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Summer Experience Scholars Discover What it Takes to be an Entrepreneur

Students at Summer Experience

July 21, 2022 -- Taylor Daniels, a first grader, is sure that creating an all-purpose magic umbrella will help everyone, especially when it rains!

“All the people I love will be getting a magic umbrella,” Daniels said with a smile. 

Students at Summer ExperienceDaniels and her classmates are learning valuable lessons in entrepreneurship education at the CCS Summer Experience. Students at Stewart Elementary participated in a Shark Tank-inspired activity, learning how to identify and create business ideas. Students then pitched and showcased their ideas to teachers and classmates.

Shelbie Briggs, director of programming at the U (Urban Business Development Center) and GiveBackHack program facilitator, is amazed at how well students applied what they’ve learned to their daily lives.

“This is my first time working with students. I knew I had to translate the curriculum into a format the students could understand,” said Briggs. “Once I began working with the students, explaining what a business is, I was pleasantly surprised. They knew so much already, especially during the idea and marketing phase of the activity. The biggest commonality among the students is their want and need to help people. These kids have such big hearts,” said Briggs.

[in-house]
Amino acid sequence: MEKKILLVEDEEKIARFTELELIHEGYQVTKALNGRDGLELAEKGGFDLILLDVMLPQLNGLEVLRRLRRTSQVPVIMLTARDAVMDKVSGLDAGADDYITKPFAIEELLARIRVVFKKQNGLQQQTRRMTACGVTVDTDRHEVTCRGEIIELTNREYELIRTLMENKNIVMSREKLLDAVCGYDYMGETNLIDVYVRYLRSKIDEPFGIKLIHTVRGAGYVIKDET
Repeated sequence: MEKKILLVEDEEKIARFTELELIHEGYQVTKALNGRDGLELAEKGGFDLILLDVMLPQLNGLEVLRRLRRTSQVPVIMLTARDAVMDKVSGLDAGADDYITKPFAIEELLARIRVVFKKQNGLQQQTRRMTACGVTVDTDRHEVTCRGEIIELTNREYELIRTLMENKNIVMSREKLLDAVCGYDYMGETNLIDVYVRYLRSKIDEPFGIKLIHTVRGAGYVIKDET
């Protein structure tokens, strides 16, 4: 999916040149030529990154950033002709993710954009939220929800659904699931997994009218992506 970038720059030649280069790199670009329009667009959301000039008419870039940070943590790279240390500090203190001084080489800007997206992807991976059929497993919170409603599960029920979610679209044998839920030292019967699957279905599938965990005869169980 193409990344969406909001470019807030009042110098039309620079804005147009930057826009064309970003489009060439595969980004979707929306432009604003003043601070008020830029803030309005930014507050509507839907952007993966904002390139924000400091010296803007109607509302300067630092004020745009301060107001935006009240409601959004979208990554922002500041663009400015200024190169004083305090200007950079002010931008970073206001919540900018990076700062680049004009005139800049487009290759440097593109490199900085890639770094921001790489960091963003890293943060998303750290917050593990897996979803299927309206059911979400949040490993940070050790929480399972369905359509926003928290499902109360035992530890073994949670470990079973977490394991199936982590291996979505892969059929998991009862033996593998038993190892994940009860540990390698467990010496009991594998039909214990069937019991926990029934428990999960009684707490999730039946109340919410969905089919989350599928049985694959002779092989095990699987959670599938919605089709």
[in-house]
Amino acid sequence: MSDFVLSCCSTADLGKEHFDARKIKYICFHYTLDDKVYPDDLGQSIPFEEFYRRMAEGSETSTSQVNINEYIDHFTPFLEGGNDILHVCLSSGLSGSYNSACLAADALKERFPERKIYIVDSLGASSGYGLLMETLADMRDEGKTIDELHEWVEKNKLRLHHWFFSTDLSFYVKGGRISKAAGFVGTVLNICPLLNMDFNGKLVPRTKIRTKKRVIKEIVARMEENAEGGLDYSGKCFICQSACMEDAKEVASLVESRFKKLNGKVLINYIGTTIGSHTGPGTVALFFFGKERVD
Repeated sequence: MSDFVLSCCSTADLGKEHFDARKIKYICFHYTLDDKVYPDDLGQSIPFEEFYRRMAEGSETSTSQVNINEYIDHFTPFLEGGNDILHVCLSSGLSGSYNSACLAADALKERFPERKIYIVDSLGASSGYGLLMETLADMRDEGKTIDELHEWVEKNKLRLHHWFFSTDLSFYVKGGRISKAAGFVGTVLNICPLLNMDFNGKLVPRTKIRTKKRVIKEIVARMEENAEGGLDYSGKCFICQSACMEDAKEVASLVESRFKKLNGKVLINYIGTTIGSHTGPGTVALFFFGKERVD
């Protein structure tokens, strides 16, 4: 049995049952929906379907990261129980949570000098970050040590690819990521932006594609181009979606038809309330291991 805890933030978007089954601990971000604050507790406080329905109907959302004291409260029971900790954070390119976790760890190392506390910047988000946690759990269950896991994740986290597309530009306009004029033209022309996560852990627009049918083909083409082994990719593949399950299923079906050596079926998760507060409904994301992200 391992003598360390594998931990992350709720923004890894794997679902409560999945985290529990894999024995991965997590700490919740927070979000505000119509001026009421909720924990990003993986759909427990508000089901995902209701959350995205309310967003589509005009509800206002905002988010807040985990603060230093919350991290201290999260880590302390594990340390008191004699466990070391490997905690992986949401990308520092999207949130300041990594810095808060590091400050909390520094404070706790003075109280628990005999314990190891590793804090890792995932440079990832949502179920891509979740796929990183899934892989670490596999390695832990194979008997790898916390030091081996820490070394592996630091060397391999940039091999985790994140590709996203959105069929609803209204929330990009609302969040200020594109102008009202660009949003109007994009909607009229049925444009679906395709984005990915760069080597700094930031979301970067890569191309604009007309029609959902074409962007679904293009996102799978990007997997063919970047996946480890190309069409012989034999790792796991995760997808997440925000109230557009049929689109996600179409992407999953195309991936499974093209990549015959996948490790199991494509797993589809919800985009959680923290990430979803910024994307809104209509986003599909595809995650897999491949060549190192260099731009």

As facilitators worked with students, many innovative ideas emerged. For example, students created a store called Sock City, a place to purchase socks. Students believe having a store to buy clean, dry socks is essential, especially for those in need. Rainbow sauce pizza was another idea; a whole pizza would cost only $5.00. Students agreed that everyone should be able to eat pizza. 

“We worked on understanding how to use entrepreneurship to solve problems that are important to us. The objective is to identify a problem and then come up with a solution in the form of a business to solve that problem. I am proud of how well our students showed great confidence in presenting their business ideas to their classmates,” said Mallory Masarik, program manager at SEA Change and GiveBackHack program facilitator.